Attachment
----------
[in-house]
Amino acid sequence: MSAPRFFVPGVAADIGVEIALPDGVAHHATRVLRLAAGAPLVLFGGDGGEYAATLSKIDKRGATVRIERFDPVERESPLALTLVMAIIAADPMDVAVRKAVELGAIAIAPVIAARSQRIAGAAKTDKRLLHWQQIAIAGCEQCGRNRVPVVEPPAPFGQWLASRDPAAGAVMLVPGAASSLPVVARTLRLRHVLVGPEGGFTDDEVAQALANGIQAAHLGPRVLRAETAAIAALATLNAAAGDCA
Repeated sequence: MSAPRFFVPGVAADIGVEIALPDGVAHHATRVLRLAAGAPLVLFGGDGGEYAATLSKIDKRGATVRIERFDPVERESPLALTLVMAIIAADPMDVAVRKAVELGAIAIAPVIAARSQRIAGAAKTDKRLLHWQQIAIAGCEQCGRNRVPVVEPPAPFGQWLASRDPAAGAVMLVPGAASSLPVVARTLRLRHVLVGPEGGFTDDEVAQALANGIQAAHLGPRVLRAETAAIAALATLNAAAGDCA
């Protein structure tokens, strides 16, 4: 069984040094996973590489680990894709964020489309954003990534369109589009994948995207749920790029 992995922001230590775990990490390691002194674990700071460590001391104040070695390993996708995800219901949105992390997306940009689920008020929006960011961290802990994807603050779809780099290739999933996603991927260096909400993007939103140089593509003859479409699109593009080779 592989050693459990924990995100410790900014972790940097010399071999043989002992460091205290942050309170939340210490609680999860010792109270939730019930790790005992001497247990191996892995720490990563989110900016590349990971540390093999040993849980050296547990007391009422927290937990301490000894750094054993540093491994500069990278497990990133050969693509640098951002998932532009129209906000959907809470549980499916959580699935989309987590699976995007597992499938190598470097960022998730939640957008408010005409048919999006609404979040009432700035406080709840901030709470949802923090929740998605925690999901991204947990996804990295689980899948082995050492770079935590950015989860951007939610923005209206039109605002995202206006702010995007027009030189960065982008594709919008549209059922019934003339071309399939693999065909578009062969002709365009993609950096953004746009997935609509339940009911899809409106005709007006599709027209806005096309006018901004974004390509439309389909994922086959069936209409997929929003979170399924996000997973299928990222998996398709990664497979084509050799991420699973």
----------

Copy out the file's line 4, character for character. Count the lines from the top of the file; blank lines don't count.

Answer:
């Protein structure tokens, strides 16, 4: 069984040094996973590489680990894709964020489309954003990534369109589009994948995207749920790029 992995922001230590775990990490390691002194674990700071460590001391104040070695390993996708995800219901949105992390997306940009689920008020929006960011961290802990994807603050779809780099290739999933996603991927260096909400993007939103140089593509003859479409699109593009080779 592989050693459990924990995100410790900014972790940097010399071999043989002992460091205290942050309170939340210490609680999860010792109270939730019930790790005992001497247990191996892995720490990563989110900016590349990971540390093999040993849980050296547990007391009422927290937990301490000894750094054993540093491994500069990278497990990133050969693509640098951002998932532009129209906000959907809470549980499916959580699935989309987590699976995007597992499938190598470097960022998730939640957008408010005409048919999006609404979040009432700035406080709840901030709470949802923090929740998605925690999901991204947990996804990295689980899948082995050492770079935590950015989860951007939610923005209206039109605002995202206006702010995007027009030189960065982008594709919008549209059922019934003339071309399939693999065909578009062969002709365009993609950096953004746009997935609509339940009911899809409106005709007006599709027209806005096309006018901004974004390509439309389909994922086959069936209409997929929003979170399924996000997973299928990222998996398709990664497979084509050799991420699973």